There were, of course, other religion stories that topped the headlines in 2003, most notably the defiant standoff in Montgomery between former state Chief Justice Roy Moore and opponents who demanded he remove a 5,300-pound monument to the Ten Commandments.
The monument, known as ”Roy’s Rock,” was removed under federal order in August to a backroom out of public view. Moore was removed from office on Nov. 13 by a state panel for disobeying the federal order.
”It is a sad day in our country when the moral foundation of our law and the acknowledgment of God has to be hidden from public view to appease a federal judge,” Moore said when the monument was hauled away.
At the Vatican, Pope John Paul II celebrated a remarkable 25 years in office on Oct. 16 as history’s fourth-longest serving pontiff. Celebrations included a beatification ceremony for Mother Teresa attended by some 300,000 pilgrims and the naming of 30 new cardinals, including Justin Rigali of Philadelphia.
John Paul, however, was visibly frail, worn down by Parkinson’s disease, using a movable throne and unable to deliver most of his homilies. Still, the most traveled pope in history is planning a trip — his 103rd — to Switzerland next year.
In the United States, Catholic leaders continued to wrestle with the sexual abuse crisis, even as it faded from the front pages. Newly installed Archbishop Sean O’Malley of Boston moved quickly to reach an $85 million settlement with 540 victims.
Church watchers now await a report in January that measures how many bishops have complied with new abuse regulations and an additional report in February on the scandal’s root causes.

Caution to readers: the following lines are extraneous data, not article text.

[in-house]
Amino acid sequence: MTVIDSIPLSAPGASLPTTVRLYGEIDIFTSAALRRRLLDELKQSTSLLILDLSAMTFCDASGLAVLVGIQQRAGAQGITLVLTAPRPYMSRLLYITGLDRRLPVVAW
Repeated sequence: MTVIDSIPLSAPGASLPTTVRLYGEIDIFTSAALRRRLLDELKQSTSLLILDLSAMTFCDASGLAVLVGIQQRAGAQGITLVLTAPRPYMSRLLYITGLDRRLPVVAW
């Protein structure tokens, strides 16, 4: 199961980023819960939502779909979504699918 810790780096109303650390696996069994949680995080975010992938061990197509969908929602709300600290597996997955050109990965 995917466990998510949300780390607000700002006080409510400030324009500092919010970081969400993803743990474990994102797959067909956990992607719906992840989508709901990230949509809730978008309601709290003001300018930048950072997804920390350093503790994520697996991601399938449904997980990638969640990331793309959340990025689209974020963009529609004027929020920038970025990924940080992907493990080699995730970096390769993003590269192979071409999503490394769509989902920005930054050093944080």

”I think we’ve turned the corner,” Bishop Wilton Gregory, president of the U.S. Conference of Catholic Bishops, told The Boston Globe in November. ”We’re not near the finish line, but we are making honest and sincere efforts to do what needs to be done to protect children and to be accountable for our actions.”
A look ahead
At the U.S. Supreme Court, justices agreed to hear the case of a California atheist who says the phrase ”one nation under God” in the Pledge of Allegiance is unconstitutional. The court heard arguments in early December on whether a public scholarship can be used for theology studies. Decisions in both cases are expected in the spring.
Also expected next year is actor-director Mel Gibson’s film ”The Passion of the Christ,” scheduled for release on Ash Wednesday, Feb. 25. Jewish groups have criticized early versions of the $30 million film for allegedly blaming Jews for the death of Christ, a charge Gibson vehemently denies.
”To be certain, neither I nor my film are anti-Semitic,” Gibson said in June. ”Nor do I hate anybody — certainly not the Jews.”
American Jews were confronted with a sobering report in September that showed the American Jewish community growing older, having fewer children and almost half — 47 percent — marrying non-Jews. Among intermarried families, only one-third are raising their children as Jews.
”We’ve got a very strong Jewish population on the one hand, doing a lot Jewishly, then we have people that are doing very little Jewishly, if anything,” said Lorraine Blass, project manager of the National Jewish Population Survey.